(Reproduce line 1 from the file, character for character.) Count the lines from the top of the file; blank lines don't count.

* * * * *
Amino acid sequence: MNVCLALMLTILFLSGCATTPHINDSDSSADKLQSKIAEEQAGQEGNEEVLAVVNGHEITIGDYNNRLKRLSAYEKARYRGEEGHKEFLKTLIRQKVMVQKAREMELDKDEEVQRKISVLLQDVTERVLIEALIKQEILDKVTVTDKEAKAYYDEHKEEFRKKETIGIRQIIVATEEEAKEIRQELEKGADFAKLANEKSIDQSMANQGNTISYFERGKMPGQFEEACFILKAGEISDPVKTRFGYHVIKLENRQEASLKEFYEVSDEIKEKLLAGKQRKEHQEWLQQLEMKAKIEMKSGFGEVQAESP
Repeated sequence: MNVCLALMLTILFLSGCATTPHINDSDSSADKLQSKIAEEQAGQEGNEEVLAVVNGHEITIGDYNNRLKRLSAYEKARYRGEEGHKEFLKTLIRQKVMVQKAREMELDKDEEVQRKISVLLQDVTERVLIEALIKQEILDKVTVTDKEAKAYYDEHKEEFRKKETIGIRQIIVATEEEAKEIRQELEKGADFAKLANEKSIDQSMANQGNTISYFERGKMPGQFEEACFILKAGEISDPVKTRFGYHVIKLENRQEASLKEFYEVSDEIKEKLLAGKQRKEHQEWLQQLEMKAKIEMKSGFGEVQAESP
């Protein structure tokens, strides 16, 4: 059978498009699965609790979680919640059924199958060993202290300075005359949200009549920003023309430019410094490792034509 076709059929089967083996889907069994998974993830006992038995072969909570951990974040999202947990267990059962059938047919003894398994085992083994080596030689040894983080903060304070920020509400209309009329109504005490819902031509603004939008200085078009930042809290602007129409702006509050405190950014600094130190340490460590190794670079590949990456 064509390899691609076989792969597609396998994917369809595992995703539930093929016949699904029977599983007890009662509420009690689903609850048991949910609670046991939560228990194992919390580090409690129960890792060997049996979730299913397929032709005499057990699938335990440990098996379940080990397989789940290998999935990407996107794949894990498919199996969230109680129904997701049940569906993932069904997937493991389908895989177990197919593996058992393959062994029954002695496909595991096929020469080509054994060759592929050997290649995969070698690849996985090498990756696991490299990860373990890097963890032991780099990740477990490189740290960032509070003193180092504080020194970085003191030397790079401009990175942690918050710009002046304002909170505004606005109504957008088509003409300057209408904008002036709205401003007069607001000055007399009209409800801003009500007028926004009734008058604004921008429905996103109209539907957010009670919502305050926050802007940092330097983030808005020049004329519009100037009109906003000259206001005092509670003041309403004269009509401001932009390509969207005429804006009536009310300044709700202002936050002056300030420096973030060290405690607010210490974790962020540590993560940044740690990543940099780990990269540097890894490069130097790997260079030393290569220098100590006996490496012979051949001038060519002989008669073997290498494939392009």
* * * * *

Amino acid sequence: MNVCLALMLTILFLSGCATTPHINDSDSSADKLQSKIAEEQAGQEGNEEVLAVVNGHEITIGDYNNRLKRLSAYEKARYRGEEGHKEFLKTLIRQKVMVQKAREMELDKDEEVQRKISVLLQDVTERVLIEALIKQEILDKVTVTDKEAKAYYDEHKEEFRKKETIGIRQIIVATEEEAKEIRQELEKGADFAKLANEKSIDQSMANQGNTISYFERGKMPGQFEEACFILKAGEISDPVKTRFGYHVIKLENRQEASLKEFYEVSDEIKEKLLAGKQRKEHQEWLQQLEMKAKIEMKSGFGEVQAESP